The fantastic black sand and pebble beach near the town of Vik i Myrdal, the southernmost settlement in Iceland. This sand originated from the basalt lava that covers much of the area. Because black sand isn’t routinely replenished like most beach sand when storms and tides wash the sand away, black sand beaches tend not to endure very long. The geology of Iceland is comparatively young -- it owes its existence to the Mid-Atlantic Ridge that splits the island in half. Volcanoes along the ridge, such as Katla, erupt with some regularity continuing to add surface area and mass to the “land of ice and fire” and to augment the black sand beaches.
Along the south coast of Iceland, with only about 300 residents, Vik I Myrdal still holds the title to be the biggest village in the southernmost part of Iceland. Just about 180 km away from Reykjavik. Tourists who go in a day tour usually make Vik their last stop-over before they head back to the city. A fair warning to all tourists is that walking for the next 70 km will not take you anywhere but close to endless shores. Hvolsvollur is about 80 km going north from Vik so the only service center you can most likely find are the ones in Vik. [First Image credit alessio -]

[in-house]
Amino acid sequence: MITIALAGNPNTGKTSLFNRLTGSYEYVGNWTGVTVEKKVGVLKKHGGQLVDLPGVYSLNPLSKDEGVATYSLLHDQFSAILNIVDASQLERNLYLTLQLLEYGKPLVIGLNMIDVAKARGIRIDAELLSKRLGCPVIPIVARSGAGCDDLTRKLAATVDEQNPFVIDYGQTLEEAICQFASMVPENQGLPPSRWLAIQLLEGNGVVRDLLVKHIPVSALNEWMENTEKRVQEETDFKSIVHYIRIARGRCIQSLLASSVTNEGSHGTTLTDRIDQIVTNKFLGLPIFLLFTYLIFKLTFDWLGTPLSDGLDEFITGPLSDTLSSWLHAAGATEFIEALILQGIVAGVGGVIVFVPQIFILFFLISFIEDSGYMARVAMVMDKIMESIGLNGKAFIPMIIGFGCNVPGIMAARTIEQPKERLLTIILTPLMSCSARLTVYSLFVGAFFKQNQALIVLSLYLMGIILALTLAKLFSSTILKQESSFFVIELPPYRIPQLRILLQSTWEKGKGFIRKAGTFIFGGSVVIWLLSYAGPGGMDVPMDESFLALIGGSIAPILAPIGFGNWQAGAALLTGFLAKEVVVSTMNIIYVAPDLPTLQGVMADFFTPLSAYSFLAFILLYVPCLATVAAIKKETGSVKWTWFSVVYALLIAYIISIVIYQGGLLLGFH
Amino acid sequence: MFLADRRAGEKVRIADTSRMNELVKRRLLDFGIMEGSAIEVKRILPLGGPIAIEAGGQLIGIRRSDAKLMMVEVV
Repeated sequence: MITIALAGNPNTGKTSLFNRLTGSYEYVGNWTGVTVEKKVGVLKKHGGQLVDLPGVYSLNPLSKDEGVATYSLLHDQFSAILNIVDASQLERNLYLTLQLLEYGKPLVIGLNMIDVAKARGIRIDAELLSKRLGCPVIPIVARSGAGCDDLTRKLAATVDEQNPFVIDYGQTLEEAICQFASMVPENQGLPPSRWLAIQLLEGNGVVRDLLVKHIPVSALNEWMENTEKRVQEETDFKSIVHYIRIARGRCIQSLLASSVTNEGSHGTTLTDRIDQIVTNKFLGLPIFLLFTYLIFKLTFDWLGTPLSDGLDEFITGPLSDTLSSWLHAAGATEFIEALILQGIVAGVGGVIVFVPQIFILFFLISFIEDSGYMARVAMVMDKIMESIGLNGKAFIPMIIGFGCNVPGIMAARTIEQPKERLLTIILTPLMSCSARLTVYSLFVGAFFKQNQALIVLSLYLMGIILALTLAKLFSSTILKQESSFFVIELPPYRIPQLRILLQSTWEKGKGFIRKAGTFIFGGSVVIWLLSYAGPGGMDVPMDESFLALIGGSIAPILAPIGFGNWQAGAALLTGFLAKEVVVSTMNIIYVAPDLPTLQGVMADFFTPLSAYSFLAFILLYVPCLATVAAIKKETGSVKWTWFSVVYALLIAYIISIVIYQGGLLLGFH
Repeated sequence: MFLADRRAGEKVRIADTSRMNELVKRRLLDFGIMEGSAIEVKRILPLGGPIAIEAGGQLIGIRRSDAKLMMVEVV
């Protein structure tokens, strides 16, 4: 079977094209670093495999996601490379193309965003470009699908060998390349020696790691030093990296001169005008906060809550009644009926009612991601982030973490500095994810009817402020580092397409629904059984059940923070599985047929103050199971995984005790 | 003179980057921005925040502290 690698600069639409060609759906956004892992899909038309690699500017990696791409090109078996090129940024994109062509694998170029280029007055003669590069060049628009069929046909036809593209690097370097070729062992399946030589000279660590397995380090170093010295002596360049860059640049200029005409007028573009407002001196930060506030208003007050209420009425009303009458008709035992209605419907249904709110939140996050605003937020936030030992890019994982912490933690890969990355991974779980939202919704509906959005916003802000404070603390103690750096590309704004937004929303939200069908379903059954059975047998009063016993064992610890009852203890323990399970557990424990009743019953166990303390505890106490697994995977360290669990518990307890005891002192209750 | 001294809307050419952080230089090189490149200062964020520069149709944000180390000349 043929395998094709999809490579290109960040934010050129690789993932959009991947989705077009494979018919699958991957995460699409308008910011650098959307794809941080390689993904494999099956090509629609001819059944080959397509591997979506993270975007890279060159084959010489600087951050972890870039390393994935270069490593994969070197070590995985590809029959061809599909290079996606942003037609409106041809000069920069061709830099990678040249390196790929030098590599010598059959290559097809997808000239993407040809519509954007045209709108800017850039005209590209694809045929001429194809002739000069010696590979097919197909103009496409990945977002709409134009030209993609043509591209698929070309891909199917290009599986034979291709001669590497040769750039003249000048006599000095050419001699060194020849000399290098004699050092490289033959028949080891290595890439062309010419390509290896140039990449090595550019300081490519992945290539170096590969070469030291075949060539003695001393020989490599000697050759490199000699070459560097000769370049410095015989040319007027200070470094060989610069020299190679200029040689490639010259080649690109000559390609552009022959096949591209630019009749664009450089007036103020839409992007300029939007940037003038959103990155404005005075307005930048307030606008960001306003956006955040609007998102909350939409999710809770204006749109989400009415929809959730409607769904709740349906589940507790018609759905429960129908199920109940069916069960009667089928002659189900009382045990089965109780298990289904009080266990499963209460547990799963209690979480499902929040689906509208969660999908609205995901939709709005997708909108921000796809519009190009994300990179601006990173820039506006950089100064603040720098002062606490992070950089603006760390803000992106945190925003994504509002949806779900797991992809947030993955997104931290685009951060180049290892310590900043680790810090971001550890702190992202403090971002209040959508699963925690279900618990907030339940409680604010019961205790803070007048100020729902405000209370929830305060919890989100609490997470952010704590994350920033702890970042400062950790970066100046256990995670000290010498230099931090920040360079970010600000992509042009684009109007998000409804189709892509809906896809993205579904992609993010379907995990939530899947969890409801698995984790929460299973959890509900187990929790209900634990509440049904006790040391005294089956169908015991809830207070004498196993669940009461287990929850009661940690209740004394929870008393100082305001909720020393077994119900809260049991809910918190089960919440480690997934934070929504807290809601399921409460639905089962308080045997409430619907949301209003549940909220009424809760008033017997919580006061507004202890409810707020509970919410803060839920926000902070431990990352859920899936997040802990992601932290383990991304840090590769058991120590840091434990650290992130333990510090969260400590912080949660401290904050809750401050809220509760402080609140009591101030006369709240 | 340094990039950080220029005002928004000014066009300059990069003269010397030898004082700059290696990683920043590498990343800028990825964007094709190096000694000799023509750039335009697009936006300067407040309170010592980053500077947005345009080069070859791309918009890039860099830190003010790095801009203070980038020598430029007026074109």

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Reynishverfi and since it is famous because of it’s black sand and basalt sea stack, tour guides are more willing to take you 10 km just before you hit Vik proper. That is where the black beach with 68m high boulders can be found. Reynisdragar on the western side of the 340m high Reynisfjall. Vik proper is located on its eastern side. The American journal Islands Magazine counted the black sand beach of Vik in 1991, Iceland as one of the ten most beautiful non-tropical beaches on Earth.
|Vik is Iceland’s southernmost village and faces the open Atlantic Ocean. Image credit Martin Ystenes|
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|From the top of the cliff overlooking Vik, Iceland, the black beach and the N.Atlantic. Image credit clarkclan11|
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Vík í Mýrdal. Image credit Chris Zielecki
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